Working from home can be both a blessing and a curse: On the one hand, you never have to worry about the rush hour commute; but on the other, you spend a lot of time cooped up in one single, solitary location. If you've ever found telecommuting difficult, though, Fast Company's latest video, "8 Ways to Make Working from Home More Efficient," might help. It walks you through a variety of tips and tricks geared towards upping your productivity while also keeping you sane — both of which are equally important.
Speaking as someone who has worked exclusively from home for a number of years, I can personally vouch for most of these pointers; at the same time, though, I also think it's worth noting that not all of them will be applicable for everyone — nor do they need to. For example, one of the most commonly quoted pieces of advice for working from home stipulates getting yourself dressed, sometimes in business attire, before starting your work day; I've never found what I wear to have any sort of bearing on how efficiently I work, though, so I very rarely put on what I consider "real clothing" before getting down to business (that's what loungewear is for). That's just me, though; for others, getting dressed is an essential part of working remotely. Figure out what works for you, then go forth and do it.
Here are a few of the tips I find to be most helpful; scroll down to watch the whole video:
1. Set a Schedule for Yourself
Setting a schedule actually sub-divides into two different pointers — the one up top, and this one:
Starting on time I mainly consider to be a matter of courtesy: If your colleagues actually have to get themselves to an office in the morning, habitually not sitting down at your computer at the start of office hours is the same thing as waltzing into the office late all the time (that is, super rude. Don't be that person). But picking a closing time is equally important: If you're like me, for example, if you don't set a time to sign off, you'll never "leave the office." Obviously a lot of us work jobs that require some overtime (the Internet, for example, never, ever sleeps. Ever) — but it's also important to remember not to spend every single waking hour working.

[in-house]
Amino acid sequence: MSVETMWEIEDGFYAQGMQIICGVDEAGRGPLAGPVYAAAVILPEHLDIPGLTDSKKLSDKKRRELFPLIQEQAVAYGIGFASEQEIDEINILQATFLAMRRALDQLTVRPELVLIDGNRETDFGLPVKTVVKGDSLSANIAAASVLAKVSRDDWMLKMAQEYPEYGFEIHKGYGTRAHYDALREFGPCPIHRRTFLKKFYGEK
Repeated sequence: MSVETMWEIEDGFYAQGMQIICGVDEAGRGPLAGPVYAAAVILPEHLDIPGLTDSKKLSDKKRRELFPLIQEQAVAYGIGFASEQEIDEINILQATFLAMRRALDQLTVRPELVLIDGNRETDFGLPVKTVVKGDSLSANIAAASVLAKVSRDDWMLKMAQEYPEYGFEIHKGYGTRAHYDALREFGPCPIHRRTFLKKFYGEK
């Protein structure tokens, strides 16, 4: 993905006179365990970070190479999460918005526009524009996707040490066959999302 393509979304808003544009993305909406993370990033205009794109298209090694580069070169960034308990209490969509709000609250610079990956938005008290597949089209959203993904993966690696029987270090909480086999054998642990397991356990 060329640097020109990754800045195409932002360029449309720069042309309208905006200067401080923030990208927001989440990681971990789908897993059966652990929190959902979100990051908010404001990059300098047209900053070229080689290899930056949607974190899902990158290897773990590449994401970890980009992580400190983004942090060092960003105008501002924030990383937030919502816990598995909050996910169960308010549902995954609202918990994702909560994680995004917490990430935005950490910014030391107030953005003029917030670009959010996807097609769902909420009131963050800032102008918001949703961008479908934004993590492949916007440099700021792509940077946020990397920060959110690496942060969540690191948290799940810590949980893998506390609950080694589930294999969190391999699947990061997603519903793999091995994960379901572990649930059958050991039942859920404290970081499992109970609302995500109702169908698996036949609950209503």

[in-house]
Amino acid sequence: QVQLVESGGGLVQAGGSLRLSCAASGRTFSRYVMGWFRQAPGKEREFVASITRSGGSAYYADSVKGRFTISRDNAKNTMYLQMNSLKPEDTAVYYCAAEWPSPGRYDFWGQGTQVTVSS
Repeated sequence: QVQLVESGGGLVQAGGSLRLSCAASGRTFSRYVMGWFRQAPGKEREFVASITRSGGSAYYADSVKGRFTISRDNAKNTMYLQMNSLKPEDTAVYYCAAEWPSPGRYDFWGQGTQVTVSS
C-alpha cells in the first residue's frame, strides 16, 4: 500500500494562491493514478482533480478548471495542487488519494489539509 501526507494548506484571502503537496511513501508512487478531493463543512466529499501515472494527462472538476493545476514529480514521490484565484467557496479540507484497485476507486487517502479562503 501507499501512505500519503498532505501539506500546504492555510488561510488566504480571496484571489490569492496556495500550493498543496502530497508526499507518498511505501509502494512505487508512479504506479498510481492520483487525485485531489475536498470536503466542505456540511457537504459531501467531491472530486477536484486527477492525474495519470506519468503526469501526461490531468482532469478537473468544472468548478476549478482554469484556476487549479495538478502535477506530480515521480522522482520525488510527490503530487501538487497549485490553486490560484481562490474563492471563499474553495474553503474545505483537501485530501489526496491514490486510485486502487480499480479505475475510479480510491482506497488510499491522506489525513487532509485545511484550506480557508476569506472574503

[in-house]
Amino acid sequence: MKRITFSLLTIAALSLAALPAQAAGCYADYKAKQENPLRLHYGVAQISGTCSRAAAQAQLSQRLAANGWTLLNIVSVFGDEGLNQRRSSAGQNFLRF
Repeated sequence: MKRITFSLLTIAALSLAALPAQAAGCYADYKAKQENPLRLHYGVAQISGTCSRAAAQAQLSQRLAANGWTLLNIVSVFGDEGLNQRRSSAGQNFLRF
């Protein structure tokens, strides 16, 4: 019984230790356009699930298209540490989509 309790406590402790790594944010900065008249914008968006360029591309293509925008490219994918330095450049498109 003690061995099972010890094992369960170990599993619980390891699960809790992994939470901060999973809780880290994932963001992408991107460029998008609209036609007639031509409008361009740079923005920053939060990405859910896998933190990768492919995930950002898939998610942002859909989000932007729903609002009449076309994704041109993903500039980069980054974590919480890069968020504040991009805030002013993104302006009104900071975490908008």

2. Give Yourself an "Office"
Confession: I actually don't follow this tip; I'm perfectly happy writing from my couch all day. But if you know you're the kind of person that needs a distraction-free zone, definitely set one up for yourself — and as a bonus, you can usually write your home office off on your taxes if you have one.
3. Make Sure Everyone Knows Not to Bug You During Your Work Hours
Family and friends. The most important thing here is being able to communicate clearly to your pals and loved ones that work hours are — as much of a no-brainer as it sounds — for working. Sometimes, people seem to think that working from home means, "Oh, you work from home? That must mean that you do, like, ten minutes of a work a day and then just do other things for the rest of the time, so clearly it is A-OK for me to call you and talk your ear off for an hour." If you find yourself in this situation, just remind them that they wouldn't call you at the office to gab about last night's episode of Agent Carter; as such, they shouldn't do it when your office is your house, either. Then make plans to catch up later — after hours.
Watch the whole video below: